2011 is almost over and our new writer Andrew Crump of A Constant Visual Feast has compiled his list of year end Award Winners for Go,See,Talk. Not content to have just one wrap up post, Andrew actually created 2 “Best Of” lists (the other you’ll find here and here on his site). Have a look at everything he had to say about the good and bad of ’11.
Not since Shaun of the Dead have I felt so strongly that I’m observing the birth of a great, energetic, and fresh filmmaker with a lot to say and the verve to make it thoroughly entertaining. Cornish’s writing and direction combine with the universally excellent performances of his young cast and result in something vibrant, humorous, scary, and unabashedly fun that also has something valuable to say.
Woody Allen hasn’t been this good in years after spending so much of his working time churning out films which succeeded neither artistically nor commercially. Here, he’s made a magical little film that’s both a love note to Paris and to the period represented in the naverrati, and also a bit of a rumination on the pitfalls of nostalgia.
Maybe there’s an argument to be made here over whether this really fits the category, but Pixar had nothing worthwhile to say this year and Rango, while solid, doesn’t really make the grade when talking about the best 2011 has to offer. Tintin, on the other hand, excites and entertains endlessly without needing to take a breath and speaks to the adventurer in all of us.
The conceit is clever and timely, the actors talented, the director proven. And yet In Time fails completely in its execution, and doesn’t fully realize the great ideas at its core.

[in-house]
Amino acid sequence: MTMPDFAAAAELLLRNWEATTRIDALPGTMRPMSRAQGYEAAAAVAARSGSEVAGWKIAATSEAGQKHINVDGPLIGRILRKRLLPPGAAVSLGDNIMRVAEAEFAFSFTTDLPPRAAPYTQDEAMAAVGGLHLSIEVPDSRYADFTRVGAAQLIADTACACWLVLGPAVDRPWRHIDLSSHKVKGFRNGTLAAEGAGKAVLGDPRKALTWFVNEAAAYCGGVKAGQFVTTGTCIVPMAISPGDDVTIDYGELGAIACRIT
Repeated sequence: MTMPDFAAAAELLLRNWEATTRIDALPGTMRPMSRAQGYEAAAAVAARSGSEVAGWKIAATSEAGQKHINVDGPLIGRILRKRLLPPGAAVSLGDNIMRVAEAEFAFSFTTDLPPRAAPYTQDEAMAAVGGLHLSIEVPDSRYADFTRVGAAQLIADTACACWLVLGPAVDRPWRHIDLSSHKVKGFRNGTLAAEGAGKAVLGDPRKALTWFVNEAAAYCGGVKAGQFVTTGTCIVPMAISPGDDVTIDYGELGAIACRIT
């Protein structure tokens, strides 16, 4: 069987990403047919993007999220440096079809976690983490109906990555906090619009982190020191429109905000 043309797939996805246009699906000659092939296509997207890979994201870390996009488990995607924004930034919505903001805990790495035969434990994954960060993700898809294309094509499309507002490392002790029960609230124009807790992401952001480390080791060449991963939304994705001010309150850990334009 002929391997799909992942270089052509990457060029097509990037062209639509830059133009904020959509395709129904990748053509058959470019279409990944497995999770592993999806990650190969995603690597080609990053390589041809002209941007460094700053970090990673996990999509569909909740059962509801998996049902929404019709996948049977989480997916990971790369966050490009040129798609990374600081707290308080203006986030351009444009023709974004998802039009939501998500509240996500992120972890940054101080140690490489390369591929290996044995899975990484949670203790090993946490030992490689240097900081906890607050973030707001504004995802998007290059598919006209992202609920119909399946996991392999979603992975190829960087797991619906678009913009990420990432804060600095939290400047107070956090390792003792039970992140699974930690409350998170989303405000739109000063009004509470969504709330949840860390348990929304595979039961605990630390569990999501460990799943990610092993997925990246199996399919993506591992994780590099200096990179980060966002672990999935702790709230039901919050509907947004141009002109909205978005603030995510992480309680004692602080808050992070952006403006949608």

Easily the most personal choice on this list, Bridesmaids failed to bust my gut as so many critical circles led me to believe it would. It’s not a bad film by any means– the performances are good, the drama works, and there are ultimately some laughs to be found– but the hype machine may have gunned this one down for me.
When is a film not a film? When it cares little and less about important things like plot, narrative, characters, and structure and instead puts all of its energy into railing against something or someone or a group of someones that the director hates. Case in point: Kevin Smith is so busy making his utter loathing of the WBC clear that he forgets he’s making a movie and ends up bricking the entire project.
Red State may be awful, but it’s not a functioning film– so this honor therefore passes on to John Carpenter’s The Ward, which may top “worst of the decade” lists when the time comes. It’s certainly at the bottom of the barrel in his oeuvre, a stiff, lifeless, predictable, utterly hopeless “horror” movie with nothing approaching fright and blank performances from a cast that includes at least three talented performers. If anyone else had made this, I might have given this something of a pass, but there’s no excuse for Carpenter to be outputting films this terrible.
Strictly speaking, this isn’t the best performance in terms of raw power and mastery of the actor’s craft– that would have to go to George Clooney in The Descendants(or Michael Fassbender in Shame— if I’d actually gotten to see Shame). But Damon’s turn in Crowe’s abusively sentimental film underscores just how much value a good performance can give an otherwise underwhelming movie.
Bellflower, years from now, may only be seen as a hyper-kinetic stylization announcing Evan Glodell’s arrival on the filmmaking spectrum. It may be treated as a quaint relic mapping his start as a director. For now, it’s a crazy, bloody, disturbing, lovelorn movie that demands to be seen.
Anybody who’s kept up with my writing should have been able to see this coming from a mile away. By far, Nicolas Winding Refn’s neo-noir thriller about Ryan Gosling’s innominate getaway driver rises above the cream of the 2011 crop– which is plentiful– through its mesmerizing use of high-stylization and examination of the tenets of “cool”.